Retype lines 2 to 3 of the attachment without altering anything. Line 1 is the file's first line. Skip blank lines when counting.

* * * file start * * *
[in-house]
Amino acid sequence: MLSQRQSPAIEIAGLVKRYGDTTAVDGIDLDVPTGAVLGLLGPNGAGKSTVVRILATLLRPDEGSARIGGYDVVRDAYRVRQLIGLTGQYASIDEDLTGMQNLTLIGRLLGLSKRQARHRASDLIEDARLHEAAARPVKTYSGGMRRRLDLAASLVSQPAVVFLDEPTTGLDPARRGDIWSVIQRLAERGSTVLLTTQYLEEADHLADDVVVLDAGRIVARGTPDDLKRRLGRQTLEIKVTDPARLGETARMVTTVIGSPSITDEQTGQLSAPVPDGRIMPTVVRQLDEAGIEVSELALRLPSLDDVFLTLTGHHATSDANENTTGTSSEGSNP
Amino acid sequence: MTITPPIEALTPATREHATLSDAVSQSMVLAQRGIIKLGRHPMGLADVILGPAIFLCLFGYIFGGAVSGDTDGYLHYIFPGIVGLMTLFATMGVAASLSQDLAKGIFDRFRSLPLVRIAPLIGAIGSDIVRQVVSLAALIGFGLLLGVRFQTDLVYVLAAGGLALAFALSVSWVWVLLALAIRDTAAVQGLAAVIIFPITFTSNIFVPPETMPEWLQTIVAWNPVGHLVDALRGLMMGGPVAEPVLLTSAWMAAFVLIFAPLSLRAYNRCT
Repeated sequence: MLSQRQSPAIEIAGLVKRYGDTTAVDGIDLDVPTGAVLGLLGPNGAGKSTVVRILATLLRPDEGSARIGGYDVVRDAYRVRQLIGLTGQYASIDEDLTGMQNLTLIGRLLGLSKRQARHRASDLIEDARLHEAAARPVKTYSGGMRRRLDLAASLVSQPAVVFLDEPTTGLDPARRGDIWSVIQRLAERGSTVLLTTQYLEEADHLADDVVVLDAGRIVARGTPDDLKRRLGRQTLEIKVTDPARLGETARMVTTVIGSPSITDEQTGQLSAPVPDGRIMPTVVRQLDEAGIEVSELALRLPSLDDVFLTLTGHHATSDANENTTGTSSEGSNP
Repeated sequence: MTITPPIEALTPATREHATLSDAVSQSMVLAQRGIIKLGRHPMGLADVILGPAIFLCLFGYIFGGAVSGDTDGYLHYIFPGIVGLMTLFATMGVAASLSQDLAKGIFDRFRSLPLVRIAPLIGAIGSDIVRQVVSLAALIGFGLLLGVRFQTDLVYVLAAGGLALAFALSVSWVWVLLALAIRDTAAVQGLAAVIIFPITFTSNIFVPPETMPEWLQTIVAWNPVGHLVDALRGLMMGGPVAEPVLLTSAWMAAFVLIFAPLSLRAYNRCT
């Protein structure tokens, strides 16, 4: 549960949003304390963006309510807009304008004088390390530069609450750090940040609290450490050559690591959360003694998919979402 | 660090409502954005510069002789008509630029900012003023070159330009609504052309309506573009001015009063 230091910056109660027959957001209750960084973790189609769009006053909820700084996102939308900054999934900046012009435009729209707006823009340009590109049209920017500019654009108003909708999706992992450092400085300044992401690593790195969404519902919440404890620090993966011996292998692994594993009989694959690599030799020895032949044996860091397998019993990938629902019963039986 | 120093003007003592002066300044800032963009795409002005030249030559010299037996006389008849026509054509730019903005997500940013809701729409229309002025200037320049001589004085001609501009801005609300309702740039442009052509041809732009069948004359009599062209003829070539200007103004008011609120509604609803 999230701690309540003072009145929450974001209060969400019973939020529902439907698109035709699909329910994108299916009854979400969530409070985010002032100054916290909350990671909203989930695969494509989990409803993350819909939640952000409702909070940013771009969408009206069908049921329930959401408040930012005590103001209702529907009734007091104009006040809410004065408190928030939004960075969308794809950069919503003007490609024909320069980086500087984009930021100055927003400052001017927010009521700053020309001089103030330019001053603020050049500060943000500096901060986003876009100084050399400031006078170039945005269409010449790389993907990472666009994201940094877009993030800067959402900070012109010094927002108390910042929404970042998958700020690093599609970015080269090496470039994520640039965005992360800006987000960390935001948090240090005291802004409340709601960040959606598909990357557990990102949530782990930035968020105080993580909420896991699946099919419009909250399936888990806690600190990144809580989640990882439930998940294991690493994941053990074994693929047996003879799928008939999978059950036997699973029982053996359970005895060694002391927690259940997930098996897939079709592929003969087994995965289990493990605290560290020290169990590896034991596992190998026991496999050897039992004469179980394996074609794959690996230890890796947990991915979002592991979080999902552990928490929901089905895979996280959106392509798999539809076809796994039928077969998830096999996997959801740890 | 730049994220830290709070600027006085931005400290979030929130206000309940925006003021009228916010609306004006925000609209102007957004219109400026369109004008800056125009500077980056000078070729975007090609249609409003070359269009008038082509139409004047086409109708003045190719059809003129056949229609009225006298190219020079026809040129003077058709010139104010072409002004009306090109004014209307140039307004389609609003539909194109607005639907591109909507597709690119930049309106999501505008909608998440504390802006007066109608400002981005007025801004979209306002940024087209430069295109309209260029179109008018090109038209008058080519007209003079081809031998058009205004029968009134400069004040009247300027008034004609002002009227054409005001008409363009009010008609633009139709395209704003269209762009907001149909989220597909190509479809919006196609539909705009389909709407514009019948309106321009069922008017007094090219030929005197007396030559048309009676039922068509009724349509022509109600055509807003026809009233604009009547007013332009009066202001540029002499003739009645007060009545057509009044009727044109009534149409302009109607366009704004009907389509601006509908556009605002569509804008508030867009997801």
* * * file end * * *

Amino acid sequence: MLSQRQSPAIEIAGLVKRYGDTTAVDGIDLDVPTGAVLGLLGPNGAGKSTVVRILATLLRPDEGSARIGGYDVVRDAYRVRQLIGLTGQYASIDEDLTGMQNLTLIGRLLGLSKRQARHRASDLIEDARLHEAAARPVKTYSGGMRRRLDLAASLVSQPAVVFLDEPTTGLDPARRGDIWSVIQRLAERGSTVLLTTQYLEEADHLADDVVVLDAGRIVARGTPDDLKRRLGRQTLEIKVTDPARLGETARMVTTVIGSPSITDEQTGQLSAPVPDGRIMPTVVRQLDEAGIEVSELALRLPSLDDVFLTLTGHHATSDANENTTGTSSEGSNP
Amino acid sequence: MTITPPIEALTPATREHATLSDAVSQSMVLAQRGIIKLGRHPMGLADVILGPAIFLCLFGYIFGGAVSGDTDGYLHYIFPGIVGLMTLFATMGVAASLSQDLAKGIFDRFRSLPLVRIAPLIGAIGSDIVRQVVSLAALIGFGLLLGVRFQTDLVYVLAAGGLALAFALSVSWVWVLLALAIRDTAAVQGLAAVIIFPITFTSNIFVPPETMPEWLQTIVAWNPVGHLVDALRGLMMGGPVAEPVLLTSAWMAAFVLIFAPLSLRAYNRCT